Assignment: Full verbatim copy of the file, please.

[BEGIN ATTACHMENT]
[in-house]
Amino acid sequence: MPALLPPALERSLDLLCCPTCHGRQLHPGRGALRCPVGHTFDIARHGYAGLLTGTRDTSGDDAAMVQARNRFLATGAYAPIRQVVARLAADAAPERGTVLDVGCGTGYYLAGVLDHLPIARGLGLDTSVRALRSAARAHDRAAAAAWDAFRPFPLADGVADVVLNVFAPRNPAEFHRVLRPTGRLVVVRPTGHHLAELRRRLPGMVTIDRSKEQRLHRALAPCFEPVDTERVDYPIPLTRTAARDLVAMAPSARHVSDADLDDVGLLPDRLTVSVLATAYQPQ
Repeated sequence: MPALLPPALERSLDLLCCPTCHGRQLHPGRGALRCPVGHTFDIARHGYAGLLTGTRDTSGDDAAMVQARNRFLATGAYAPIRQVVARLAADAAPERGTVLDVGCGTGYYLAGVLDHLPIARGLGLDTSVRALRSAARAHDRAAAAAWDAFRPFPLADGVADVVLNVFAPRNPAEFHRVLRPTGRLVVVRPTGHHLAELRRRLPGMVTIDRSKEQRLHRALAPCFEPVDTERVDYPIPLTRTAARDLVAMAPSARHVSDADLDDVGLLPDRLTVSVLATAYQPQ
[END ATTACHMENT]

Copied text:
[in-house]
Amino acid sequence: MPALLPPALERSLDLLCCPTCHGRQLHPGRGALRCPVGHTFDIARHGYAGLLTGTRDTSGDDAAMVQARNRFLATGAYAPIRQVVARLAADAAPERGTVLDVGCGTGYYLAGVLDHLPIARGLGLDTSVRALRSAARAHDRAAAAAWDAFRPFPLADGVADVVLNVFAPRNPAEFHRVLRPTGRLVVVRPTGHHLAELRRRLPGMVTIDRSKEQRLHRALAPCFEPVDTERVDYPIPLTRTAARDLVAMAPSARHVSDADLDDVGLLPDRLTVSVLATAYQPQ
Repeated sequence: MPALLPPALERSLDLLCCPTCHGRQLHPGRGALRCPVGHTFDIARHGYAGLLTGTRDTSGDDAAMVQARNRFLATGAYAPIRQVVARLAADAAPERGTVLDVGCGTGYYLAGVLDHLPIARGLGLDTSVRALRSAARAHDRAAAAAWDAFRPFPLADGVADVVLNVFAPRNPAEFHRVLRPTGRLVVVRPTGHHLAELRRRLPGMVTIDRSKEQRLHRALAPCFEPVDTERVDYPIPLTRTAARDLVAMAPSARHVSDADLDDVGLLPDRLTVSVLATAYQPQ